In financial management, bankruptcy can be a daunting but necessary option for individuals and businesses facing overwhelming debt. If you’re considering bankruptcy, it’s crucial to understand the key distinctions between Chapter 7 and 13 bankruptcy.
Breaking down these two common types of bankruptcy helps you decide which one may be right for your unique financial situation.
The liquidation option
Chapter 7 bankruptcy, alias “liquidation bankruptcy,” is a legal process allowing individuals and businesses to eliminate most of their unsecured debts. Unsecured debts include:
- Credit card balances
- Medical bills
- Personal loans
Upon filing for Chapter 7 bankruptcy, an automatic stay is put in place. This legal injunction prevents creditors from wage garnishment or foreclosure.
Your bankruptcy trustee will identify and liquidate (sell) any non-exempt assets to repay your creditors. However, many people can keep essential assets like their home, car and personal belongings through exemptions provided by state and federal laws.
The repayment plan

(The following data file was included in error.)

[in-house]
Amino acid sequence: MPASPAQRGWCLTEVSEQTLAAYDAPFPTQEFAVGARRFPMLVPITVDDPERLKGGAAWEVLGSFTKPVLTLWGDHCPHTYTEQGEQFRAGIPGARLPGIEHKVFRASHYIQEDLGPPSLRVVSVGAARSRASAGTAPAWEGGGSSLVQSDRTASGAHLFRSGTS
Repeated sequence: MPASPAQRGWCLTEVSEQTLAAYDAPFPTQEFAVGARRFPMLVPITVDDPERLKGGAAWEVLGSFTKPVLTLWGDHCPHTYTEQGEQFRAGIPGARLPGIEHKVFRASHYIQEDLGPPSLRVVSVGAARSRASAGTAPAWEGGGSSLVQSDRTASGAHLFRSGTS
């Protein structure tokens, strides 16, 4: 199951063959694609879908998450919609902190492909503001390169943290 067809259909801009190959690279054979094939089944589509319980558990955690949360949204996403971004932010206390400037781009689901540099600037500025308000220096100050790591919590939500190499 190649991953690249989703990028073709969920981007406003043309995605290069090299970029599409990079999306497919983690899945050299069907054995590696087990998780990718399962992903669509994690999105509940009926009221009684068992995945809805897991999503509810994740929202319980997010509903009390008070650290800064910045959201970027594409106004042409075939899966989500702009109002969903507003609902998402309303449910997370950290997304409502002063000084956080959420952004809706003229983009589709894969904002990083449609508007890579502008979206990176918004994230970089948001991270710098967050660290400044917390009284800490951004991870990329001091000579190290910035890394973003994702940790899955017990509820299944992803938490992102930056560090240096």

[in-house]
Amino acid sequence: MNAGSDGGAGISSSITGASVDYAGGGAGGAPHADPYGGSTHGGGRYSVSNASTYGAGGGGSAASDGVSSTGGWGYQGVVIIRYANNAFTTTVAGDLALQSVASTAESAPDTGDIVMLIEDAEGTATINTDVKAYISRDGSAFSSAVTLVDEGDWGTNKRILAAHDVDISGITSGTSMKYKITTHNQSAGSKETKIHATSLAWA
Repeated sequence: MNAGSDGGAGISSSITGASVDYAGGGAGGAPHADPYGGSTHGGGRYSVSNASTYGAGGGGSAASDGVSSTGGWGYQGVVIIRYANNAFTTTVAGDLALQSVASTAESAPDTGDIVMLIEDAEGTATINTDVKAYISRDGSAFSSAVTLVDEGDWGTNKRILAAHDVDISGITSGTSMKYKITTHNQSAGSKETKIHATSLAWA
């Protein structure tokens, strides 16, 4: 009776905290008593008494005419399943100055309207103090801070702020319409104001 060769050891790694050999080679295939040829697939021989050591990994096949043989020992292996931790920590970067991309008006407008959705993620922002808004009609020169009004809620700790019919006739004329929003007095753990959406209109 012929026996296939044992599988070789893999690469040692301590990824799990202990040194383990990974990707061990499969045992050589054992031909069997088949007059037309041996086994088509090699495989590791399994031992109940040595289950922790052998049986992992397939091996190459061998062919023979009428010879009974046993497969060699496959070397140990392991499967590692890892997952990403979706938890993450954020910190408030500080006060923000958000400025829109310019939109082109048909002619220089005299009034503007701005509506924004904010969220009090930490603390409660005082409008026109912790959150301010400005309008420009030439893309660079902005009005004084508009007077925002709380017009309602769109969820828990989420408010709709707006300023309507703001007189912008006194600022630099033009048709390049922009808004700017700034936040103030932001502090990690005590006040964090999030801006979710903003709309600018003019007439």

Chapter 13 bankruptcy, alias “reorganization bankruptcy,” allows individuals with a regular income to create a structured repayment plan to pay off their debts over a specified period.
You get the liberty to create a repayment plan that outlines how you will pay back your creditors. Similar to Chapter 7, filing for Chapter 13 triggers an automatic stay, helping protect you from creditor actions.
You will make regular payments that will be distributed the funds to your creditors according to the approved plan. Once you complete your repayment plan, any remaining qualifying unsecured debts are discharged.
Remember that bankruptcy is a legal tool designed to offer financial relief and a fresh start for those in need. And if you’re struggling to choose between Chapter 7 and Chapter 13, you should consider enlisting legal counsel.